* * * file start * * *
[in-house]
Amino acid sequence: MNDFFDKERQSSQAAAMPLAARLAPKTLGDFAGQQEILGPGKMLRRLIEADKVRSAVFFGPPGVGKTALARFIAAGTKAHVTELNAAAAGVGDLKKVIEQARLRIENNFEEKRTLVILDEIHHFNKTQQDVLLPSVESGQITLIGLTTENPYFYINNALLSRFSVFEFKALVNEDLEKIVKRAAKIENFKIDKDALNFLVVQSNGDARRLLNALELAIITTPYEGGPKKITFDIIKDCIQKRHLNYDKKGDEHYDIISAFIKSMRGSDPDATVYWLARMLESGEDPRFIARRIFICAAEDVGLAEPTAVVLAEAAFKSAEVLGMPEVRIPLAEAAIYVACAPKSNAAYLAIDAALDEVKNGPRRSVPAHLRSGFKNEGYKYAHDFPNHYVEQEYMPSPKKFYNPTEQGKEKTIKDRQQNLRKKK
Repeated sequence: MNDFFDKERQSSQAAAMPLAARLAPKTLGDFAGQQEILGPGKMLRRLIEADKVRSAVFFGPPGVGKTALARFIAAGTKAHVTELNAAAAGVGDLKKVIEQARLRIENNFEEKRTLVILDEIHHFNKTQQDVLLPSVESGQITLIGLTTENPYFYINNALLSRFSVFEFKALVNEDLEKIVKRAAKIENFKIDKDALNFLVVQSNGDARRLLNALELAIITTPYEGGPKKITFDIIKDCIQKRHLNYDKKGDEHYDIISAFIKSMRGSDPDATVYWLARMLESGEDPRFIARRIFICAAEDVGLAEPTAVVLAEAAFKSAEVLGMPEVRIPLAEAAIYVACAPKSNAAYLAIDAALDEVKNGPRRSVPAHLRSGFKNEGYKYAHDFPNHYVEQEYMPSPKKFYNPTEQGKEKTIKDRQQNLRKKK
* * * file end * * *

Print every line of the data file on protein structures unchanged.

[in-house]
Amino acid sequence: MNDFFDKERQSSQAAAMPLAARLAPKTLGDFAGQQEILGPGKMLRRLIEADKVRSAVFFGPPGVGKTALARFIAAGTKAHVTELNAAAAGVGDLKKVIEQARLRIENNFEEKRTLVILDEIHHFNKTQQDVLLPSVESGQITLIGLTTENPYFYINNALLSRFSVFEFKALVNEDLEKIVKRAAKIENFKIDKDALNFLVVQSNGDARRLLNALELAIITTPYEGGPKKITFDIIKDCIQKRHLNYDKKGDEHYDIISAFIKSMRGSDPDATVYWLARMLESGEDPRFIARRIFICAAEDVGLAEPTAVVLAEAAFKSAEVLGMPEVRIPLAEAAIYVACAPKSNAAYLAIDAALDEVKNGPRRSVPAHLRSGFKNEGYKYAHDFPNHYVEQEYMPSPKKFYNPTEQGKEKTIKDRQQNLRKKK
Repeated sequence: MNDFFDKERQSSQAAAMPLAARLAPKTLGDFAGQQEILGPGKMLRRLIEADKVRSAVFFGPPGVGKTALARFIAAGTKAHVTELNAAAAGVGDLKKVIEQARLRIENNFEEKRTLVILDEIHHFNKTQQDVLLPSVESGQITLIGLTTENPYFYINNALLSRFSVFEFKALVNEDLEKIVKRAAKIENFKIDKDALNFLVVQSNGDARRLLNALELAIITTPYEGGPKKITFDIIKDCIQKRHLNYDKKGDEHYDIISAFIKSMRGSDPDATVYWLARMLESGEDPRFIARRIFICAAEDVGLAEPTAVVLAEAAFKSAEVLGMPEVRIPLAEAAIYVACAPKSNAAYLAIDAALDEVKNGPRRSVPAHLRSGFKNEGYKYAHDFPNHYVEQEYMPSPKKFYNPTEQGKEKTIKDRQQNLRKKK